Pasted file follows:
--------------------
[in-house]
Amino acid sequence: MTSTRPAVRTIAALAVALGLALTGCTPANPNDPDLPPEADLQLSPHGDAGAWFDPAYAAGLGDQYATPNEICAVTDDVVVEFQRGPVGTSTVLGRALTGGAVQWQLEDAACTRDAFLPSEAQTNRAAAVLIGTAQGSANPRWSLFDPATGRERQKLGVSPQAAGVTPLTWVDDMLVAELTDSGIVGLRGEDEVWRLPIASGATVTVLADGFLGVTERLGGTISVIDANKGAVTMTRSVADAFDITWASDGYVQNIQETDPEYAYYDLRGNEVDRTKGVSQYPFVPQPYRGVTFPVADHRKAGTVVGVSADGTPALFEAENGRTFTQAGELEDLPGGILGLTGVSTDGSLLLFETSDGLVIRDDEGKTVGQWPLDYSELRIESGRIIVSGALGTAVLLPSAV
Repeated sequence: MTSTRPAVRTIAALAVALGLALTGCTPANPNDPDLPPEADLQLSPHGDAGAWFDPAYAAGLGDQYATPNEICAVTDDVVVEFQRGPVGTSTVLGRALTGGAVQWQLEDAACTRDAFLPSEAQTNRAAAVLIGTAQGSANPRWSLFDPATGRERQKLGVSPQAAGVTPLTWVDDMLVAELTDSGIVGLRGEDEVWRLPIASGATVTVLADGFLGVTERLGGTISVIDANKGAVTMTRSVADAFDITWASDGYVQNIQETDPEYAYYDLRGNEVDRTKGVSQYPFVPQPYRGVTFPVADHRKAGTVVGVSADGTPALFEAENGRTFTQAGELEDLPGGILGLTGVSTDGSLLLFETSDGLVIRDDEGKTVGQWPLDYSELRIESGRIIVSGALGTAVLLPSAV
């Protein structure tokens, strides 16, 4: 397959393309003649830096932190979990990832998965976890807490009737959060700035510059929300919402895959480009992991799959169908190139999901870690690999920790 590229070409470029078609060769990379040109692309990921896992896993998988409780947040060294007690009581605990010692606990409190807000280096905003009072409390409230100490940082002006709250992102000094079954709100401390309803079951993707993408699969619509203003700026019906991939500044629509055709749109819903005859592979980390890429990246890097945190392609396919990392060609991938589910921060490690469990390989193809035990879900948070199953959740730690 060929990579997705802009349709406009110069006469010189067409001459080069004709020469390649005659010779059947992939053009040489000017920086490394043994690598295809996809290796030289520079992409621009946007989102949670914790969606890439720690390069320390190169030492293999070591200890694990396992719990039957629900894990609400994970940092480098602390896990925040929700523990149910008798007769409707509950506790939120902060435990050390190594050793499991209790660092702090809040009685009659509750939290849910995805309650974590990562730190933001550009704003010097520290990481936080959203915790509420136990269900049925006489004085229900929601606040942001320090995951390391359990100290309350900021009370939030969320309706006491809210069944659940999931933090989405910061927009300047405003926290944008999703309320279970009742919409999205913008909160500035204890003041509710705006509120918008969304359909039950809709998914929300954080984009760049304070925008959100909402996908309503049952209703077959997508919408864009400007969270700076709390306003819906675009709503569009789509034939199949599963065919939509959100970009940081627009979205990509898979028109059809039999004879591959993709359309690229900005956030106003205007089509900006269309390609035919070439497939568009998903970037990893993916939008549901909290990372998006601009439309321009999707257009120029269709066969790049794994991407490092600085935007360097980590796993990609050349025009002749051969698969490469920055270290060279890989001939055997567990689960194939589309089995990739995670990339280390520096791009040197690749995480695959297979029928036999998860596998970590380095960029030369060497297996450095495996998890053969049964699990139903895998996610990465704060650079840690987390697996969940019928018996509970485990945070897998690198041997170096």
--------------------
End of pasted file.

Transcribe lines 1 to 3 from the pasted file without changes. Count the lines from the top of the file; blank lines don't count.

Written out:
[in-house]
Amino acid sequence: MTSTRPAVRTIAALAVALGLALTGCTPANPNDPDLPPEADLQLSPHGDAGAWFDPAYAAGLGDQYATPNEICAVTDDVVVEFQRGPVGTSTVLGRALTGGAVQWQLEDAACTRDAFLPSEAQTNRAAAVLIGTAQGSANPRWSLFDPATGRERQKLGVSPQAAGVTPLTWVDDMLVAELTDSGIVGLRGEDEVWRLPIASGATVTVLADGFLGVTERLGGTISVIDANKGAVTMTRSVADAFDITWASDGYVQNIQETDPEYAYYDLRGNEVDRTKGVSQYPFVPQPYRGVTFPVADHRKAGTVVGVSADGTPALFEAENGRTFTQAGELEDLPGGILGLTGVSTDGSLLLFETSDGLVIRDDEGKTVGQWPLDYSELRIESGRIIVSGALGTAVLLPSAV
Repeated sequence: MTSTRPAVRTIAALAVALGLALTGCTPANPNDPDLPPEADLQLSPHGDAGAWFDPAYAAGLGDQYATPNEICAVTDDVVVEFQRGPVGTSTVLGRALTGGAVQWQLEDAACTRDAFLPSEAQTNRAAAVLIGTAQGSANPRWSLFDPATGRERQKLGVSPQAAGVTPLTWVDDMLVAELTDSGIVGLRGEDEVWRLPIASGATVTVLADGFLGVTERLGGTISVIDANKGAVTMTRSVADAFDITWASDGYVQNIQETDPEYAYYDLRGNEVDRTKGVSQYPFVPQPYRGVTFPVADHRKAGTVVGVSADGTPALFEAENGRTFTQAGELEDLPGGILGLTGVSTDGSLLLFETSDGLVIRDDEGKTVGQWPLDYSELRIESGRIIVSGALGTAVLLPSAV